For most of his adult life, Ted worked on the floor of a factory that made women’s stockings. This was somehow apt, given his penchant for gently bawdy humour, but in view of his relationship with his cars, it now seems slightly surprising to me that, both here and in the war, he was entrusted with jobs that involved handling heavy machinery. In the 1960s, he drove all the way to Devon from Nottinghamshire in an Austin Wolseley that lacked a reverse gear. Once there, he somehow survived a week driving the county's narrow, high-banked lanes, repeatedly getting out of the car to knock on the window of befuddled oncoming drivers and tell them of the vehicle's fault so they could move backwards and let him pass. It was a rare journey in Ted's car that went by without him running a red light, although this was always due to absent-mindedness, not haste. "Oh, I think it might be time for me to give up driving," I remember him announcing after various fraught journeys through the Nottingham suburbs in the early and mid-90s but it wasn't until a few months before his death, in 2002, that he actually did. One winter, after a visit to our house in the north Nottinghamshire countryside, a passing group of six sinewy cyclists were enlisted to push his Toyota out of a snowdrift and back onto the road: a task that, even bearing in mind the snow, necessitated an unusually Geoff Capesian amount of grunting. It was only later that it dawned on Ted - thankfully in a way that he neglected to voice until later, when the cyclists were gone - that he’d forgotten to take the handbrake off. One other occasions he had been known to park the Toyota in the dead centre of the country lane we lived on, and once left a small Paraffin stove burning inside its footwell to “keep it defrosted”.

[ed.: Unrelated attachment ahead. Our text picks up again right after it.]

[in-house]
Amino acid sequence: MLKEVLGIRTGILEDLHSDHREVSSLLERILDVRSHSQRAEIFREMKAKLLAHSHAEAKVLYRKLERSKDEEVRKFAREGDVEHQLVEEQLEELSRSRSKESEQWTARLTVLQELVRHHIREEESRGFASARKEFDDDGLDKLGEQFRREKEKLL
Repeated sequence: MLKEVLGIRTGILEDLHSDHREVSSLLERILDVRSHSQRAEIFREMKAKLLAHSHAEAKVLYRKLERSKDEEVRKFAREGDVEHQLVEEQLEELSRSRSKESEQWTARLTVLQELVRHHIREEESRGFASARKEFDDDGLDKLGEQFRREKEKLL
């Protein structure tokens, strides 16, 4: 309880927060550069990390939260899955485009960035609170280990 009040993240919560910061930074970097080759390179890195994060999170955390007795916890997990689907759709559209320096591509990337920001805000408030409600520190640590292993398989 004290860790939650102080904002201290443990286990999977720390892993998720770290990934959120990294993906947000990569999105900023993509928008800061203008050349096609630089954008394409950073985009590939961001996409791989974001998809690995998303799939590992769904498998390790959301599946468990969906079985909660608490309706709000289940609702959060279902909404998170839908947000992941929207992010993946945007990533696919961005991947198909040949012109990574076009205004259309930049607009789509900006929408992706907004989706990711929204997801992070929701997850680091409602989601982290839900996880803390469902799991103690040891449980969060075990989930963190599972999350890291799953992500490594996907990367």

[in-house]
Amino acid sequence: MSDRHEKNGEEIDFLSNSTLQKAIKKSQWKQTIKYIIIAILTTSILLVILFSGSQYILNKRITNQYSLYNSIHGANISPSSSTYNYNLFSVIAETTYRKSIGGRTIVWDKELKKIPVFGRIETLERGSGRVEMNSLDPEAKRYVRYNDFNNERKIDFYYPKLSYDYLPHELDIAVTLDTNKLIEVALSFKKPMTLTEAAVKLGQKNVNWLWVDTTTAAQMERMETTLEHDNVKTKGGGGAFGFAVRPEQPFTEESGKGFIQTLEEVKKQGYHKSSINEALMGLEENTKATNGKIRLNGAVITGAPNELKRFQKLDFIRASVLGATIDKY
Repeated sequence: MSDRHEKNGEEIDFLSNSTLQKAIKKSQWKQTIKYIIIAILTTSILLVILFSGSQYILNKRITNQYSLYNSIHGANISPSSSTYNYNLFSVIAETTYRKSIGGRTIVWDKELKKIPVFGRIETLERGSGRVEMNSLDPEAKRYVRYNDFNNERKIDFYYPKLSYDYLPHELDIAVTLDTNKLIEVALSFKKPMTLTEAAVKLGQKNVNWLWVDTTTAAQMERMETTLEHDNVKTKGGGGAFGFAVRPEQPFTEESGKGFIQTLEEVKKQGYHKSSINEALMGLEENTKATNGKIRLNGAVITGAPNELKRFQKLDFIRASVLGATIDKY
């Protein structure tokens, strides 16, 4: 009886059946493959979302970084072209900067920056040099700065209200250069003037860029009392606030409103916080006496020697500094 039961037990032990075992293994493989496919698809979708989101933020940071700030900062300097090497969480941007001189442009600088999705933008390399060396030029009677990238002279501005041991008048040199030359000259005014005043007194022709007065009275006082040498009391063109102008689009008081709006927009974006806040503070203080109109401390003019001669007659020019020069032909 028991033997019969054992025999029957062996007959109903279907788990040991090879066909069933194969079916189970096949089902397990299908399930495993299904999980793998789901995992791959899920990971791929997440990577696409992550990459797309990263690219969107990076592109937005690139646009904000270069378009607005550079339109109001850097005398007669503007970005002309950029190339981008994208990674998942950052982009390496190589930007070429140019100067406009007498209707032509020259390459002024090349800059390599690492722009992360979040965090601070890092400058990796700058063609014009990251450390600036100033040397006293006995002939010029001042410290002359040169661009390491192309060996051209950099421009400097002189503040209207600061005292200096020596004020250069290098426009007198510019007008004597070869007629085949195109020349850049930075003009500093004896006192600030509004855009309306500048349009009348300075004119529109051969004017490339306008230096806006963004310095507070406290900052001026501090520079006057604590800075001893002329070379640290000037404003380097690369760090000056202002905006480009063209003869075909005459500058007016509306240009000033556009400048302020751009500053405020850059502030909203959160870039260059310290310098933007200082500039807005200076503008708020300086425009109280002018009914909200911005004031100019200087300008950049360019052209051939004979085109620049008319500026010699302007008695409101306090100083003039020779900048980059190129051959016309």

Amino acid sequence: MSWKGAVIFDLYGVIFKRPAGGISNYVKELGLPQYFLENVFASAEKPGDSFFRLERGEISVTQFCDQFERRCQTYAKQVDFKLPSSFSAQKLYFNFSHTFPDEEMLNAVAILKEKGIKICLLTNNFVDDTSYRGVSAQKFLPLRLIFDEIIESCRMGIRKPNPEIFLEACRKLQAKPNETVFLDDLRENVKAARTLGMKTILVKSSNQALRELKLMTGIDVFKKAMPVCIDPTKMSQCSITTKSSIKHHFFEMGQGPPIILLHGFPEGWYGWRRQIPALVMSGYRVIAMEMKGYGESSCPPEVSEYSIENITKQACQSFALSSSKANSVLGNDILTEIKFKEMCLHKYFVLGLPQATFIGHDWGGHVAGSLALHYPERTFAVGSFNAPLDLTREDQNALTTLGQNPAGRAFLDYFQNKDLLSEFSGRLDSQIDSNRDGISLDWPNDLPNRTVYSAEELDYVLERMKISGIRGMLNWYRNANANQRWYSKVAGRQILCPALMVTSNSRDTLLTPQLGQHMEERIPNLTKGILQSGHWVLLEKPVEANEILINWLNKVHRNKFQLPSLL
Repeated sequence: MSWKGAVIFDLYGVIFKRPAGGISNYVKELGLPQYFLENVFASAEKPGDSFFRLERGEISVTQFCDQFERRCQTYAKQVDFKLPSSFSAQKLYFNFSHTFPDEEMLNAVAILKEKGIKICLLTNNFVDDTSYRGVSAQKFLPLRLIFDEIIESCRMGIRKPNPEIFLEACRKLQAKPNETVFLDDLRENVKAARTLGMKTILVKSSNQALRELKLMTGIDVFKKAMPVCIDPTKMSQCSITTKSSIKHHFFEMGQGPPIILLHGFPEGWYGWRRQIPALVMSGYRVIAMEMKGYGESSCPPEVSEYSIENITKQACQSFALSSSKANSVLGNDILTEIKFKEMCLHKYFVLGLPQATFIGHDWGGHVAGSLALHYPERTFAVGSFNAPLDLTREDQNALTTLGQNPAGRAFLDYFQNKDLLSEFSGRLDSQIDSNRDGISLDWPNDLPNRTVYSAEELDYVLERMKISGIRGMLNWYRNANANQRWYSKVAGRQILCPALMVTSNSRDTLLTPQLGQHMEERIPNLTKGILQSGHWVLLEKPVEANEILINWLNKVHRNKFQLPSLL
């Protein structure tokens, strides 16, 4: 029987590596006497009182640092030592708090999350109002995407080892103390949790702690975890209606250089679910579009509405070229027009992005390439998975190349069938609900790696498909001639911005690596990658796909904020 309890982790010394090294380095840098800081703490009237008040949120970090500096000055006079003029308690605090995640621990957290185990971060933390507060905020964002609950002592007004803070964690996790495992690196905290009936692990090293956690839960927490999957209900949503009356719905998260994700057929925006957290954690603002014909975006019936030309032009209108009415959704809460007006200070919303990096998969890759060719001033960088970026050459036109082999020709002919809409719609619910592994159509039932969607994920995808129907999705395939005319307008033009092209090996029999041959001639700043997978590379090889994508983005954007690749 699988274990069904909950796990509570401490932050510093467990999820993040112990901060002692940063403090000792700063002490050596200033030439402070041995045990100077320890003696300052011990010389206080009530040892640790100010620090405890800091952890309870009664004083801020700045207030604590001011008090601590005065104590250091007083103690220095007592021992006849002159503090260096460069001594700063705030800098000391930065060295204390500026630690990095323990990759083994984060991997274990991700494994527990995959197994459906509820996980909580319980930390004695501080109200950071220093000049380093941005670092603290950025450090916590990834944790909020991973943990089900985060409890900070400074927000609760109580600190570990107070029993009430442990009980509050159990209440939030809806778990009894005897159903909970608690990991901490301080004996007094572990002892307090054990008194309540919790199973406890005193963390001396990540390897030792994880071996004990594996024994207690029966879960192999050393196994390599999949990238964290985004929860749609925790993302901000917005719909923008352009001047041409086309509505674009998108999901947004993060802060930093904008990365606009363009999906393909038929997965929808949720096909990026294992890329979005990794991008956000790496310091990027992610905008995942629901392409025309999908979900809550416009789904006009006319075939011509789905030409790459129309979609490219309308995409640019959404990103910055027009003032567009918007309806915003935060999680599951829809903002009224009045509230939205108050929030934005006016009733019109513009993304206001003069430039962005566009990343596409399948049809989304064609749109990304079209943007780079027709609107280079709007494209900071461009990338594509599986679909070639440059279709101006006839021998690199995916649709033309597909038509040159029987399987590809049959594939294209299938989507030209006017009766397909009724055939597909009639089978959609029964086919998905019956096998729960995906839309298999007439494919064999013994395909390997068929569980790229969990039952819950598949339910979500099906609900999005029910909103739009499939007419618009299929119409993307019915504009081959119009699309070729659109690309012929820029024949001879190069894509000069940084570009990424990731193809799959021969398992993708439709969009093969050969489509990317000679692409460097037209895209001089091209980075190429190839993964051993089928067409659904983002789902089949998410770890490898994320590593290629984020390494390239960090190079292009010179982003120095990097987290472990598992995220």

My mum remembers that on her first visit to my grandparents’ house, Ted was wearing a paper party hat. Since it wasn’t Christmas or anybody’s birthday, this confused her, until she found out that making Ted wear the hat was my grandma’s scheme to help him remember that he had to turn their immersion heater off. My own initial firsthand encounter of my granddad’s legendary doziness came when he caddied for me in a junior golf tournament and, arriving on the second tee and reaching for my driver, I found the flag from the first green in my bag. This occurred during the same year that he and Joyce sent a Christmas card to my parents – whose names are Mick and Jo - reading “To Joyce and Ted. Happy Christmas! Love from Joyce and Ted.”